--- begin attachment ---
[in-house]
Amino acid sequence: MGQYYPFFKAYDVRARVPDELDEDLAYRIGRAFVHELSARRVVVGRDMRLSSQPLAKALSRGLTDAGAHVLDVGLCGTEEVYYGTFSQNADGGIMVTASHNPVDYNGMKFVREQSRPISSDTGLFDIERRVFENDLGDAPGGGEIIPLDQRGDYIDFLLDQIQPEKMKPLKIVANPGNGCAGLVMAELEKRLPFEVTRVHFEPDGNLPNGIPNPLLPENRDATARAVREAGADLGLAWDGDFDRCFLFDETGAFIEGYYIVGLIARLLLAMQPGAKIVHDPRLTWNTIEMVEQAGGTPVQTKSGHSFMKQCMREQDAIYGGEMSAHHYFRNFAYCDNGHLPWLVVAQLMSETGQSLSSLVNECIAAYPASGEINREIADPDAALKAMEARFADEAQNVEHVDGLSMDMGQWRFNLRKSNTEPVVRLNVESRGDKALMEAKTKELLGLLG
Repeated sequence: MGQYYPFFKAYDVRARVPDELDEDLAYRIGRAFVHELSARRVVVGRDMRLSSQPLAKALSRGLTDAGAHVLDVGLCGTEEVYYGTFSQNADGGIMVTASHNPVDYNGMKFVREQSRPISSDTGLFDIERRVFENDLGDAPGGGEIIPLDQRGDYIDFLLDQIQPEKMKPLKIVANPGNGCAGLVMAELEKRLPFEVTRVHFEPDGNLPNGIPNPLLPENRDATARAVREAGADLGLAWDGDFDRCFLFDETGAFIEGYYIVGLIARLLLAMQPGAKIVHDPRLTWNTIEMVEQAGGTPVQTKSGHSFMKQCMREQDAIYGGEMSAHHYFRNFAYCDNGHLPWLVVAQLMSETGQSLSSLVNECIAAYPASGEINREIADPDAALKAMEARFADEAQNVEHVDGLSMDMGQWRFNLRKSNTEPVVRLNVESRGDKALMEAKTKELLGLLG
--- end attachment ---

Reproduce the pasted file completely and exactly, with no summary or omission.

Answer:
[in-house]
Amino acid sequence: MGQYYPFFKAYDVRARVPDELDEDLAYRIGRAFVHELSARRVVVGRDMRLSSQPLAKALSRGLTDAGAHVLDVGLCGTEEVYYGTFSQNADGGIMVTASHNPVDYNGMKFVREQSRPISSDTGLFDIERRVFENDLGDAPGGGEIIPLDQRGDYIDFLLDQIQPEKMKPLKIVANPGNGCAGLVMAELEKRLPFEVTRVHFEPDGNLPNGIPNPLLPENRDATARAVREAGADLGLAWDGDFDRCFLFDETGAFIEGYYIVGLIARLLLAMQPGAKIVHDPRLTWNTIEMVEQAGGTPVQTKSGHSFMKQCMREQDAIYGGEMSAHHYFRNFAYCDNGHLPWLVVAQLMSETGQSLSSLVNECIAAYPASGEINREIADPDAALKAMEARFADEAQNVEHVDGLSMDMGQWRFNLRKSNTEPVVRLNVESRGDKALMEAKTKELLGLLG
Repeated sequence: MGQYYPFFKAYDVRARVPDELDEDLAYRIGRAFVHELSARRVVVGRDMRLSSQPLAKALSRGLTDAGAHVLDVGLCGTEEVYYGTFSQNADGGIMVTASHNPVDYNGMKFVREQSRPISSDTGLFDIERRVFENDLGDAPGGGEIIPLDQRGDYIDFLLDQIQPEKMKPLKIVANPGNGCAGLVMAELEKRLPFEVTRVHFEPDGNLPNGIPNPLLPENRDATARAVREAGADLGLAWDGDFDRCFLFDETGAFIEGYYIVGLIARLLLAMQPGAKIVHDPRLTWNTIEMVEQAGGTPVQTKSGHSFMKQCMREQDAIYGGEMSAHHYFRNFAYCDNGHLPWLVVAQLMSETGQSLSSLVNECIAAYPASGEINREIADPDAALKAMEARFADEAQNVEHVDGLSMDMGQWRFNLRKSNTEPVVRLNVESRGDKALMEAKTKELLGLLG